Opinion: The competition between whiskey and mezcal is on

Opinion: The competition between whiskey and mezcal is on

Agave is facing off against grain for the hearts and minds of American spirits drinkers

Thoughts from... | 08 Aug 2022 | Issue 185 | By Liza Weisstuch

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The headline in Bloomberg on 8 June might have had the vague sound of a street-fight challenge: ‘Americans Will Spend More on Mezcal and Tequila This Year Than Whiskey.’ To a whisky insider, it reads like the financial media equivalent of, ‘Come at me, bro.’ The piece was a report on the new data released by IWSR Drinks Market Analysis, the leading authority on data and analysis on the global alcohol market.

‘This year, Americans for the first time will spend more money on mezcal and Tequila, both alcohols made from agave plants, than they will on US-made whiskeys,’ it reads, going on to note that, by next year, the category will surpass vodka to become the most-purchased spirit by value, clocking in at around US$13.3 billion, versus $12.5 billion for vodka and $12.3 billion for US whiskey. This is no insignificant feat, given that the total volume of alcohol sold increased by three per cent in 2021, after Covid-fueled losses of six per cent in 2020. The global value of the beverage alcohol sector in 2021 was $1.17 trillion, a 12 per cent growth that, according to the report, compensated for losses of four per cent in 2020. (The analysis forecasts that, in the UK, agave spirits’ most valuable market in Europe, the category will grow by about 88 per cent from 2021 to 2026, though context matters here: that growth is from a very low base.)

For someone who tracks news and trends in whiskey, this might come as a shock, not least because it’s happening against a backdrop of huge investments by American whiskey producers. On 6 June, for instance, Heaven Hill broke ground on a $135 million distillery in Bardstown, and Buffalo Trace recently invested $1.2 billion to expand its distillery as part of an ambitious undertaking that will include the installation of a $40 million wastewater treatment plant, new cookers, fermenters, warehouses, a dry house and a 40-foot still.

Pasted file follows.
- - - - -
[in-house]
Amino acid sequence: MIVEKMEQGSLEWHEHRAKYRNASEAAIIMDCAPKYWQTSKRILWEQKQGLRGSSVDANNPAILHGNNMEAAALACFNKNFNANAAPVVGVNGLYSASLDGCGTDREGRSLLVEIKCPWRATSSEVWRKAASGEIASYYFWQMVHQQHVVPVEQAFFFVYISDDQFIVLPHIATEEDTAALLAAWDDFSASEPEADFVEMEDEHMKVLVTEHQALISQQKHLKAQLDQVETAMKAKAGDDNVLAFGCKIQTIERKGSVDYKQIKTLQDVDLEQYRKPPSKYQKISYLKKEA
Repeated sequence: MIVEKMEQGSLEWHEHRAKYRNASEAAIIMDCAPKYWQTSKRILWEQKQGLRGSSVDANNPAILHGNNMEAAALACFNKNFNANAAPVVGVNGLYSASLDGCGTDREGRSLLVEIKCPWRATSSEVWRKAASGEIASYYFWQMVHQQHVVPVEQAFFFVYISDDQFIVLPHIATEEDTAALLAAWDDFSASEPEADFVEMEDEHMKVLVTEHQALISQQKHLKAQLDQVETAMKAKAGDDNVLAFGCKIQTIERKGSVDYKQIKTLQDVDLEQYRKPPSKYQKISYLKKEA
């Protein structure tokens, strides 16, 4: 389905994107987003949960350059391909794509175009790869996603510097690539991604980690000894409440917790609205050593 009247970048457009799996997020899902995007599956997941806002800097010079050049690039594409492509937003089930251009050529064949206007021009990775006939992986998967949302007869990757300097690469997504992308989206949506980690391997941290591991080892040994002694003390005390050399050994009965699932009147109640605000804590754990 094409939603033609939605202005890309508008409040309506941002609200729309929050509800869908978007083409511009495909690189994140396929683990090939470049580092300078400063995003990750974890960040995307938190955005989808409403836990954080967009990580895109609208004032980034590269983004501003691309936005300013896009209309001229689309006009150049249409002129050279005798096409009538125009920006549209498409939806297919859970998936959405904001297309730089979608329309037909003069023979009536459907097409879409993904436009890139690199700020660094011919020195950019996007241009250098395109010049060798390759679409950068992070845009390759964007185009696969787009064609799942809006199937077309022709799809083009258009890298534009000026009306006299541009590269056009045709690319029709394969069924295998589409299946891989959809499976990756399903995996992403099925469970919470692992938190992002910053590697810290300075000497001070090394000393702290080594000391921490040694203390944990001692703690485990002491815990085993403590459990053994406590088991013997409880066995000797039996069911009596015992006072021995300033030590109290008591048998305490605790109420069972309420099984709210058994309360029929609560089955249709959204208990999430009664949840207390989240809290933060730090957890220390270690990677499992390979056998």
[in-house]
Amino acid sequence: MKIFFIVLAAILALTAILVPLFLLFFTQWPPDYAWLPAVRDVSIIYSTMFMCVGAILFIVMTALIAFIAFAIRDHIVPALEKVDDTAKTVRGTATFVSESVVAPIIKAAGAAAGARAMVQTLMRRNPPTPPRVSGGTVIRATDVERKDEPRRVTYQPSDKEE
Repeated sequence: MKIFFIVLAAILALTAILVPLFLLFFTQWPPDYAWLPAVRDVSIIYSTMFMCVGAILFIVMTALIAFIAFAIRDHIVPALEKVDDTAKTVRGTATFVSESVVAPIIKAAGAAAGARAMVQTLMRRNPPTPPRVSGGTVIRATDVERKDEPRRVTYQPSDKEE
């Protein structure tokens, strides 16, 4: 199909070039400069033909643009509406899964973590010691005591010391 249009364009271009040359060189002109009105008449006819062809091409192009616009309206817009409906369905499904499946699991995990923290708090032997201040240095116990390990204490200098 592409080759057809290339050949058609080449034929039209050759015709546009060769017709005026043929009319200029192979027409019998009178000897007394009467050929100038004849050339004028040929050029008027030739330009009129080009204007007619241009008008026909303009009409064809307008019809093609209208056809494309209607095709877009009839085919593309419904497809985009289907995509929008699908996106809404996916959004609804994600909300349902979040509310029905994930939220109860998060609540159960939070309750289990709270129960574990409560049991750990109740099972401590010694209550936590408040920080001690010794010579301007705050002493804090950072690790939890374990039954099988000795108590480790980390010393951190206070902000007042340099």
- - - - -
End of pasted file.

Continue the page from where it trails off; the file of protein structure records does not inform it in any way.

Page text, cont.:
But it’s critical to step back and realise that we live in a fickle, fickle world. I credit – or blame, based on the matter at hand – social media. These days, it’s practically a sport to keep tabs on what’s next. Everyone wants to be the first to try something. While ritual and tradition have their purpose, in this day and age, it’s just so easy to be distracted by whatever’s shiny, new and hitting the headlines.

This came into stark relief one night in early June at the first 50 Best North America awards ceremony, in New York City. The World’s 50 Best Bars, a contest that started in 2009, began presenting Asia’s 50 Best in 2016. This year marks the first time that judges – bartenders, bar owners, media and sundry insiders – homed in on North America. New York City bars, not too surprisingly, took 11 positions of the 29 US bars to score a rank. Mexican bars notched 11 of the slots on the list, including three in the top 10.

At the ceremony, I met up with my friend Emma Jansen, a James Beard Award-winning writer and author of Mezcal: The History, Craft & Cocktails of the World’s Ultimate Artisanal Spirit. She makes frequent visits to Mexico and explained to me that while some of the bars, particularly the ones in Mexico City, adhere to the standard but beloved template of the vintage-inspired cocktail bar, others are taking fewer cues from the international bartending scene and looking towards the nearby agave fields. These bars are tapping Mexican culture for menu inspiration. And, clearly, the world is coming to them for that very reason.
“Americans always loved Tequila, but it’s different now,” she said, noting that Tequila is just one kind of mezcal – a mezcal made in specific regions and with a particular type of agave. It’s a fact that, when disregarded, frustrates agave lovers much the way whisky drinkers roll their eyes when people talk about bourbon from Ireland or Scotch from Kentucky.

“Think about wine. Imagine a wine drinker and the only thing he’s ever known is pinot. Then someone says, ‘Guess what? There are 200 kinds of wine in the world.’ That’s what happened with Tequila,” she said. “It’s a huge category and agave is really diverse in terms of terroir and flavour. It’s an exciting category.”

Guess who started looking up prices of flights to Mexico City the next day?
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